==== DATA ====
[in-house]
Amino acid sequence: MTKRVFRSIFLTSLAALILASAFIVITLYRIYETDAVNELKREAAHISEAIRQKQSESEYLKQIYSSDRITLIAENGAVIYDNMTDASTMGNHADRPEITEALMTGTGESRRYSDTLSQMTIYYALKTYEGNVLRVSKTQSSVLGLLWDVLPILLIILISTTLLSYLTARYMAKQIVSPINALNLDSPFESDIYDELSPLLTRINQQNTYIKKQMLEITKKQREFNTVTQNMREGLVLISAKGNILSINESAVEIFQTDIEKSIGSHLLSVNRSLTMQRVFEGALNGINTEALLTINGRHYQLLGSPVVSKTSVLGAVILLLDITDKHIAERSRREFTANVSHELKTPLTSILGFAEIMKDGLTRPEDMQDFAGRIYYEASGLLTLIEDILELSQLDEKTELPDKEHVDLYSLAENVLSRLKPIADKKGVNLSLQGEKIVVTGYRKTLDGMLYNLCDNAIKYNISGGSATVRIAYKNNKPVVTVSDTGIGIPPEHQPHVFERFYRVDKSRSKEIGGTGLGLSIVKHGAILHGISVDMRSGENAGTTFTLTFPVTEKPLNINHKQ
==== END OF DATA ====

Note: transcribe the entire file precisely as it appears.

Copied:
[in-house]
Amino acid sequence: MTKRVFRSIFLTSLAALILASAFIVITLYRIYETDAVNELKREAAHISEAIRQKQSESEYLKQIYSSDRITLIAENGAVIYDNMTDASTMGNHADRPEITEALMTGTGESRRYSDTLSQMTIYYALKTYEGNVLRVSKTQSSVLGLLWDVLPILLIILISTTLLSYLTARYMAKQIVSPINALNLDSPFESDIYDELSPLLTRINQQNTYIKKQMLEITKKQREFNTVTQNMREGLVLISAKGNILSINESAVEIFQTDIEKSIGSHLLSVNRSLTMQRVFEGALNGINTEALLTINGRHYQLLGSPVVSKTSVLGAVILLLDITDKHIAERSRREFTANVSHELKTPLTSILGFAEIMKDGLTRPEDMQDFAGRIYYEASGLLTLIEDILELSQLDEKTELPDKEHVDLYSLAENVLSRLKPIADKKGVNLSLQGEKIVVTGYRKTLDGMLYNLCDNAIKYNISGGSATVRIAYKNNKPVVTVSDTGIGIPPEHQPHVFERFYRVDKSRSKEIGGTGLGLSIVKHGAILHGISVDMRSGENAGTTFTLTFPVTEKPLNINHKQ